China's Luxury Market from Perspective of Behavioral Economics
Economists do not buy luxury goods
While China continues to add to its consuming class, the newer consumers face fierce competition, have more modest opportunities, and are likely to enjoy lower incomes and income growth as the economy matures. This will have a somewhat restraining influence on the powerful system 1 driven heuristics which lead the consumers to luxury goods.
At the same time, younger consumers have greater demands and competition for their money. Having missed the "housing lottery" (today the housing prices are in an entirely different league as compared to what the previous cohorts experienced) housing appropriates a much larger proportion of their incomes, and leaves behind a much smaller surplus for luxury consumption.
One of the key contributors to the luxury market in China was the fact that because of the discontinuity in consumption in China, there were few “anchors" to which the consumers could compare the prices and quality. Hence the luxury products had the advantage of setting their own anchor and the consumers had no comparison benchmarks. However, with the rapid development of local, mid-priced brands, comparative anchors are emerging in many categories. This will make consumers look relatively unfavorably at the high-priced luxury brands.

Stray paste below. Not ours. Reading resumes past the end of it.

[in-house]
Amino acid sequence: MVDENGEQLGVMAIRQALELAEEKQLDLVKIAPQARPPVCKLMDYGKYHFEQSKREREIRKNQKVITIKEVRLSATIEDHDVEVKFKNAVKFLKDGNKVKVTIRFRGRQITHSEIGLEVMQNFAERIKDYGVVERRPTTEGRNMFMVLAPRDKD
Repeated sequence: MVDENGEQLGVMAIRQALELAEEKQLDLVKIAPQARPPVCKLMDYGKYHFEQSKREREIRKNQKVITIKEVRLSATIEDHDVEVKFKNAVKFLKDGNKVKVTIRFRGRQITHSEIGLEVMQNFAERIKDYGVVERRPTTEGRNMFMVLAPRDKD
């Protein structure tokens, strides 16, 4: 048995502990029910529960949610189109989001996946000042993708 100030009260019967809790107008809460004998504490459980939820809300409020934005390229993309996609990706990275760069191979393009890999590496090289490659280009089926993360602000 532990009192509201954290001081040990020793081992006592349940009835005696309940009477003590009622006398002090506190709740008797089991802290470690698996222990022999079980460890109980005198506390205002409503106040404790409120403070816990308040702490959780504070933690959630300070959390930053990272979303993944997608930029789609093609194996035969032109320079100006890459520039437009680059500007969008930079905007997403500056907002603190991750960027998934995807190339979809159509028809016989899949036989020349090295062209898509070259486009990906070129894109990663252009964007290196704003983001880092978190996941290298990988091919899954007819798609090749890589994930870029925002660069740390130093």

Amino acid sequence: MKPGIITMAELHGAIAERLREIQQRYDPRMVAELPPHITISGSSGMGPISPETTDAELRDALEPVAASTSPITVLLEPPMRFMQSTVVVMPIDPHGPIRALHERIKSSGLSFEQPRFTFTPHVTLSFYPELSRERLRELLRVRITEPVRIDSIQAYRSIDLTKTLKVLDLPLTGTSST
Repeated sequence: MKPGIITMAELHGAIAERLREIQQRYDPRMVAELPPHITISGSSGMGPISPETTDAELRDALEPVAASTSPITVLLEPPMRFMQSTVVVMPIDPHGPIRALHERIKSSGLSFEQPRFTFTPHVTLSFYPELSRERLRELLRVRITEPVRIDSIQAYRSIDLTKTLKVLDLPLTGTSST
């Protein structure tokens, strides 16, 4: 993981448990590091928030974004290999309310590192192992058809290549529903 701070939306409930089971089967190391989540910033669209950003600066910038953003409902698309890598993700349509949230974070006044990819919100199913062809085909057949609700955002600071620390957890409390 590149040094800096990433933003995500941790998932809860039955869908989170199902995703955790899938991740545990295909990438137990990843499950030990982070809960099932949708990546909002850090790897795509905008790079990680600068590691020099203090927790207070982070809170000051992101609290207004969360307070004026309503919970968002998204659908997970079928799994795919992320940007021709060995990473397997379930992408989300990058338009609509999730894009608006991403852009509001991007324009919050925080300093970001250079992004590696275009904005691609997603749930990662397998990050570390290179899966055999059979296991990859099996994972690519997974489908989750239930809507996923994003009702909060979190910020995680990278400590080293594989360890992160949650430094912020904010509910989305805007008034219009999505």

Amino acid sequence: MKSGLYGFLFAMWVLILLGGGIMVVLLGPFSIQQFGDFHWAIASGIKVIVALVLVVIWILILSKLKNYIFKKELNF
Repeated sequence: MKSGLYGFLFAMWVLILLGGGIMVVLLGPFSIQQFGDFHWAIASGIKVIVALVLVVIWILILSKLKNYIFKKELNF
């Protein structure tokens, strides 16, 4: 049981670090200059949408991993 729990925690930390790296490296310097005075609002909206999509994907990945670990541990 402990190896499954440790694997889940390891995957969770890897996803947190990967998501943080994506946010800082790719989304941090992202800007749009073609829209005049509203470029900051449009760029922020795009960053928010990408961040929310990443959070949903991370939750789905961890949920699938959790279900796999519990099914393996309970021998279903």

Behavioral science suggests that experiences are more satisfying than product purchases. As is happening globally, Chinese consumers also increasingly look for experiences rather than products. While the consumption of luxury experiences may continue to gallop at a brisk pace, it may come at some cost to the traditional luxury products.
In the initial stages of a market's development, one key driver for the adoption of luxury products is the differential between consumers' ability to pay and their confidence in their judgment and discernment. This diffidence translates into the consumers buying luxury brands, using price as a heuristic which serves as an indicator of quality and desirability. As consumer confidence continues to increase, the consumers are more likely to rely on their judgment than the heuristics.
- "Noble edge effect" leads to the creation of positive valence for brands that espouse a purpose. While the Chinese consumers may be lagging on the global trends of sustainability and concern for the environment, the trend for conscientious and responsible consumption is only likely to increase further, which will also put a damper on the frothing sales of luxury.
While the explanations from behavioral economics about what has been driving the luxury market in China still hold strong, historical and cultural accelerators of the luxury market in China are likely to play a diminishing role in the coming years. Consumers are using newer heuristics which serve as choice factors. This implies that luxury may need to be re-framed in China. While the market will continue to grow modestly on the strength of economic growth and further corrections of imbalances (e.g., the tax differential) the brands that make a serious attempt to understand the changing consumer heuristics, are the ones who will be able to nudge the consumers to their brands.
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